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Home » New long-term method to store renewable energy with a chemical heat storage system

New long-term method to store renewable energy with a chemical heat storage system

Renewable energy requires long-term storage options. A chemical heat storage system has been invented at the Vienna University of Technology that could bring surplus energy from summer to winter.

The required temperatures of 70 to 200 degrees Celsius can also be achieved using solar collectors and geothermal energy. Image credit: Professor Franz Winter (c) TU Wien

The required temperatures of 70 to 200 degrees Celsius can also be achieved using solar collectors and geothermal energy. Image credit: Professor Franz Winter (c) TU Wien

Rising global energy demand and climate change make the phase-out of fossil fuels inevitable – and current geopolitical developments call for rapid solutions. One building block still missing is methods for long-term storage of surplus renewable energy.

Existing methods to store surplus energy have serious drawbacks: In the case of batteries, the storage capacity is too small – and when solar energy is converted to hydrogen, it generally cannot be stored for long. Now, at the Institute of Process Engineering, Environmental Engineering and Technical Biosciences at the Vienna University of Technology, Austria, a novel chemical heat storage system has been invented that could change that.

At the heart of the chemical heat energy storage system is a scalable suspension reactor in which excess heat is used to activate solid heat storage material. Comparable to storing electricity in a battery, the stored heat in the suspension reactor can be released when needed.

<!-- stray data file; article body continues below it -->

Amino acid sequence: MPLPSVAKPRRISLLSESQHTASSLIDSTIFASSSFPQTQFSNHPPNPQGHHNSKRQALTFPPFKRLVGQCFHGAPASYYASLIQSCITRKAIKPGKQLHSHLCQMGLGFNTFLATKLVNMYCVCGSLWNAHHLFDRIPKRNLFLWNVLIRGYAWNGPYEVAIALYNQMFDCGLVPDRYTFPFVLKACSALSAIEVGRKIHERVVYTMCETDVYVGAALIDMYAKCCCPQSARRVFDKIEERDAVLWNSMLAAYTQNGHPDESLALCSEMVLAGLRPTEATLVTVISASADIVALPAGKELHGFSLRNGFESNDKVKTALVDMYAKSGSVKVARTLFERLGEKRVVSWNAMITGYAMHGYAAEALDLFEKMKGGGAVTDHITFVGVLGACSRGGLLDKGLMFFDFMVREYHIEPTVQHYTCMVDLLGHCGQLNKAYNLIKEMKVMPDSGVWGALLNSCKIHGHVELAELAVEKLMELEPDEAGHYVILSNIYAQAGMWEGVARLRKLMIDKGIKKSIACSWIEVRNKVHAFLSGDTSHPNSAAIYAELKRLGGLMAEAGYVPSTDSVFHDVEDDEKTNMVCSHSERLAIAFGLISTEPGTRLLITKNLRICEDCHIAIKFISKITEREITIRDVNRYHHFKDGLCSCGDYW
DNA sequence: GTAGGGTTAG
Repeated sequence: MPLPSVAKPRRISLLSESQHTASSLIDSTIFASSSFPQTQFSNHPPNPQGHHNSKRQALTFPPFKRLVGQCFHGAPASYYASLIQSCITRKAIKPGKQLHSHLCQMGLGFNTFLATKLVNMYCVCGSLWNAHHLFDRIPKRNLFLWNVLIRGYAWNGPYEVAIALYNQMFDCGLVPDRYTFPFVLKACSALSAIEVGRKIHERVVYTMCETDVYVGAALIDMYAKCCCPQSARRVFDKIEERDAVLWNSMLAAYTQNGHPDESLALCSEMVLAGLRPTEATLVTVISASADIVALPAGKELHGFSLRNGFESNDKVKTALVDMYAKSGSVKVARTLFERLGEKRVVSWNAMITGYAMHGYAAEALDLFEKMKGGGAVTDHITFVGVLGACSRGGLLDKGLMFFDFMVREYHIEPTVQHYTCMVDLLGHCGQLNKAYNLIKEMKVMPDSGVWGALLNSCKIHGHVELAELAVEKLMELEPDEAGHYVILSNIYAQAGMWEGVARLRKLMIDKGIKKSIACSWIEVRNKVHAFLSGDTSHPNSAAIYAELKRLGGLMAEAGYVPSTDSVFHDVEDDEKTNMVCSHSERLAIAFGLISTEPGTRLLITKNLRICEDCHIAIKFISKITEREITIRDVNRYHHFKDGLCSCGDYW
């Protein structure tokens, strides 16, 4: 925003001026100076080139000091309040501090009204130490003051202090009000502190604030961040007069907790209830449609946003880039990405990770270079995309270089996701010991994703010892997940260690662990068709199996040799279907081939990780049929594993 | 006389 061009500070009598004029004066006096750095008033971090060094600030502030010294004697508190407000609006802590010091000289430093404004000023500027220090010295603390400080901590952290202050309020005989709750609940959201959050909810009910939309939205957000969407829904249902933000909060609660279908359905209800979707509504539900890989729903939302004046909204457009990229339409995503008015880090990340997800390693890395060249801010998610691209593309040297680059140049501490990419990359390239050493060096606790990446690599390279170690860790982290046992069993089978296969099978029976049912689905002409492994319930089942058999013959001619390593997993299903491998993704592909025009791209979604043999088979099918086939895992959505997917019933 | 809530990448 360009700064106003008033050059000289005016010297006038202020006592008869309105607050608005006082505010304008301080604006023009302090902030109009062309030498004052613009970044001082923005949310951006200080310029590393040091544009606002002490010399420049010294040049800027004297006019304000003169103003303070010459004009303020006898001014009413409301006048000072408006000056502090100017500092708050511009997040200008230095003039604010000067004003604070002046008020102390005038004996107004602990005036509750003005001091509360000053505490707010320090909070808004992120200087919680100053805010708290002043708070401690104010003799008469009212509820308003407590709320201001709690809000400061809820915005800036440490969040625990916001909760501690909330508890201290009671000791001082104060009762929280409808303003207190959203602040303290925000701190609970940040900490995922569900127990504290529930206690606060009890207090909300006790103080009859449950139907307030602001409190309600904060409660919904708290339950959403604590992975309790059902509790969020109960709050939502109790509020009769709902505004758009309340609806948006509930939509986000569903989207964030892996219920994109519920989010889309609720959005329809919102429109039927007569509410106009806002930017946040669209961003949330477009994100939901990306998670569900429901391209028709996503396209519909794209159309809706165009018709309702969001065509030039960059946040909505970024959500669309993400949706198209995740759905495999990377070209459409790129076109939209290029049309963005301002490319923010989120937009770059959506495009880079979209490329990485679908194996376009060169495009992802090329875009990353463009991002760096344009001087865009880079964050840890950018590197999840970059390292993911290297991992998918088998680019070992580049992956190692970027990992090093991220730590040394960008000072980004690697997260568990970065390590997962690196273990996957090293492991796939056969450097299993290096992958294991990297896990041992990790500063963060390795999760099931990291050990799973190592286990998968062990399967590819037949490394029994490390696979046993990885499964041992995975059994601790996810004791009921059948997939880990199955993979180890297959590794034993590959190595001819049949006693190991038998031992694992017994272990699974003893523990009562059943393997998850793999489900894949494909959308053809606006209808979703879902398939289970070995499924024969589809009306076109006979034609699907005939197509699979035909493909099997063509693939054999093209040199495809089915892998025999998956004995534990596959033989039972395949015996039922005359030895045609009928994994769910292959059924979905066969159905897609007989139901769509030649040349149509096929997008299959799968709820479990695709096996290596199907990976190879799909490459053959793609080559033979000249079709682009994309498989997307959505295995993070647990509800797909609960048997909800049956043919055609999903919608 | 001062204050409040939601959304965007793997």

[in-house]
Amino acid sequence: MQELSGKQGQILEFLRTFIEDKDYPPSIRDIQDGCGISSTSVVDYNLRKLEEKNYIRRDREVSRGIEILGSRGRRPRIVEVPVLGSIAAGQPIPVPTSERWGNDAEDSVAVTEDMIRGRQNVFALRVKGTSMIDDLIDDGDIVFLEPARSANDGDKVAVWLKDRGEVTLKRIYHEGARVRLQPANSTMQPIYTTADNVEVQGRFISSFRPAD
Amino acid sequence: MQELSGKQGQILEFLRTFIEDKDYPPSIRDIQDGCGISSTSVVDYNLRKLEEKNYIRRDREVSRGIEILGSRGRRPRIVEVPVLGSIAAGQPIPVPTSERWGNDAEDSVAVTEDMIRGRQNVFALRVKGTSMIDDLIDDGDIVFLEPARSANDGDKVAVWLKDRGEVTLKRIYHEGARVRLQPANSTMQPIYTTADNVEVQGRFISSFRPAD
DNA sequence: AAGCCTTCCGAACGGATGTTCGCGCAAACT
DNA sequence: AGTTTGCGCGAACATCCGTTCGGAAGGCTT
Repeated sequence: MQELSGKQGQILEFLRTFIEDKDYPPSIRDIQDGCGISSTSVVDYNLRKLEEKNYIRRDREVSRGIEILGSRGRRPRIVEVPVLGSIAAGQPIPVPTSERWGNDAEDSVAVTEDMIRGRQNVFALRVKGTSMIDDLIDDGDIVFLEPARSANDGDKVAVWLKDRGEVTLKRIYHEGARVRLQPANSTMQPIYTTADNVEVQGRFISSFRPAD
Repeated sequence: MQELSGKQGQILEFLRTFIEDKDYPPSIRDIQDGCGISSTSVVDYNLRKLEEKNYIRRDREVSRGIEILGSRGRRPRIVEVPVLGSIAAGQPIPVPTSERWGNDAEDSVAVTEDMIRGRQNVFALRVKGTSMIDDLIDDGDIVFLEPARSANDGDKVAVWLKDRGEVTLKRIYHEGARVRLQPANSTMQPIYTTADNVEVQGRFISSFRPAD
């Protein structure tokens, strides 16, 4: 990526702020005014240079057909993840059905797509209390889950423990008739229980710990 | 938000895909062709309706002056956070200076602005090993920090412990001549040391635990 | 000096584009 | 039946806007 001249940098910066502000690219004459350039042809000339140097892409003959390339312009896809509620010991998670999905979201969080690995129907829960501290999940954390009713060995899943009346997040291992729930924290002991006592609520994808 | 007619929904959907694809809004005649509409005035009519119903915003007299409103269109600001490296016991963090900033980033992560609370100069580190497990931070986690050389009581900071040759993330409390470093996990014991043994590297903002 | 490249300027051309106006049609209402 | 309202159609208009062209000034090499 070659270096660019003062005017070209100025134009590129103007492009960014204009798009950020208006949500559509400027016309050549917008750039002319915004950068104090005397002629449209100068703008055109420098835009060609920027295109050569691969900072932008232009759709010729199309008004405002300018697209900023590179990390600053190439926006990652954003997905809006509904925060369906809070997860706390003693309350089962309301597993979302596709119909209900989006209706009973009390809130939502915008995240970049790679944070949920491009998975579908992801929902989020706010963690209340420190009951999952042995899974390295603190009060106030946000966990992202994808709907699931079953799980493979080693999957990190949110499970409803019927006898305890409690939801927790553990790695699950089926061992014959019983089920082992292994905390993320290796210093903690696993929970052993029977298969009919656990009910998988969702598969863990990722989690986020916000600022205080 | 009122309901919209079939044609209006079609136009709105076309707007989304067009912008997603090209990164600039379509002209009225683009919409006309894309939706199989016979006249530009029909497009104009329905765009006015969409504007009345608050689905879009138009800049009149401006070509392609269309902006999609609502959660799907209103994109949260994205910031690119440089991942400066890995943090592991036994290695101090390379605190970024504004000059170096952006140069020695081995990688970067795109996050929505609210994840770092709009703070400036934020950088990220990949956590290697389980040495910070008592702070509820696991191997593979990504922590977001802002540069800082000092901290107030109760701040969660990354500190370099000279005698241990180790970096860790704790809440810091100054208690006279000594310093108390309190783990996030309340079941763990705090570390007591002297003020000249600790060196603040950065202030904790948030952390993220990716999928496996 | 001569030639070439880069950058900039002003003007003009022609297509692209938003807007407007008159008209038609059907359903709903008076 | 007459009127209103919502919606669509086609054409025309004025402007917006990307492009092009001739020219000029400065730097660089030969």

Utilization of waste heat

A chemical heat storage system of this type requires temperatures between 70 and 200 degrees Celsius. This makes the method particularly suitable for energy-intensive industries and especially for industrial plants where waste heat is generated. The temperature range is common in almost all industries from cement to pulp and paper to heating plants, waste incineration and power plants, explains Professor Franz Winter of the Institute of Process Engineering, Environmental Engineering and Technical Biosciences at the Vienna University of Technology. He adds, “When higher temperatures are generated in industrial plants, they are usually used. But waste heat from a temperature range of 70 to 200 degrees Celsius is mostly lost.”

If heat is used to trigger chemical reactions, then high-energy chemical compounds are formed that can be reversed to release the energy again. This function enables a chemical heat storage device of this type to store large amounts of energy for a virtually unlimited period of time. As a result, energy stored in summer can be used in winter to heat the building.

The chemical reaction

Different chemical reactions can be used for this purpose. At the Vienna University of Technology, for example, boric acid, a solid material, is mixed with oil. The heterogeneous oily mixture is placed in a reactor and its wall is heated to between 70 and 200 degrees Celsius.

The heat causes a chemical reaction and the boric acid is converted to boric oxide. Water is released in the process. What remains is an oily boric oxide suspension that can be stored in tanks. To reverse the chemical reaction and release the stored heat, water is returned to the suspension.

This closes the thermochemical cycle and can be restarted by adding heat. “The suspension can be used repeatedly,” explains Professor Winter. “In the laboratory, we have shown that many charging and discharging processes are possible in this way without any problems.”

This is an extract of the full article from InnovationOrigins available here.